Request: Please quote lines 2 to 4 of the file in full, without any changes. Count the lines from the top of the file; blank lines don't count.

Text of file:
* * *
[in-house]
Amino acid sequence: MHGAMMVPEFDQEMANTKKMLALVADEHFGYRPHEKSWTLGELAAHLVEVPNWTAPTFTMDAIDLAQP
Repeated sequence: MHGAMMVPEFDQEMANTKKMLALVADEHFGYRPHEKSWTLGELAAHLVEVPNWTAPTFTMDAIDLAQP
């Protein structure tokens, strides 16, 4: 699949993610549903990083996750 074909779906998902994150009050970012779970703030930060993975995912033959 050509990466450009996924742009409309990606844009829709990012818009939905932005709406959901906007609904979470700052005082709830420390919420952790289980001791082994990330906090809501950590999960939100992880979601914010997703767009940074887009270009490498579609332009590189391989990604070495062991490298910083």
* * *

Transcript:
Amino acid sequence: MHGAMMVPEFDQEMANTKKMLALVADEHFGYRPHEKSWTLGELAAHLVEVPNWTAPTFTMDAIDLAQP
Repeated sequence: MHGAMMVPEFDQEMANTKKMLALVADEHFGYRPHEKSWTLGELAAHLVEVPNWTAPTFTMDAIDLAQP
């Protein structure tokens, strides 16, 4: 699949993610549903990083996750 074909779906998902994150009050970012779970703030930060993975995912033959 050509990466450009996924742009409309990606844009829709990012818009939905932005709406959901906007609904979470700052005082709830420390919420952790289980001791082994990330906090809501950590999960939100992880979601914010997703767009940074887009270009490498579609332009590189391989990604070495062991490298910083």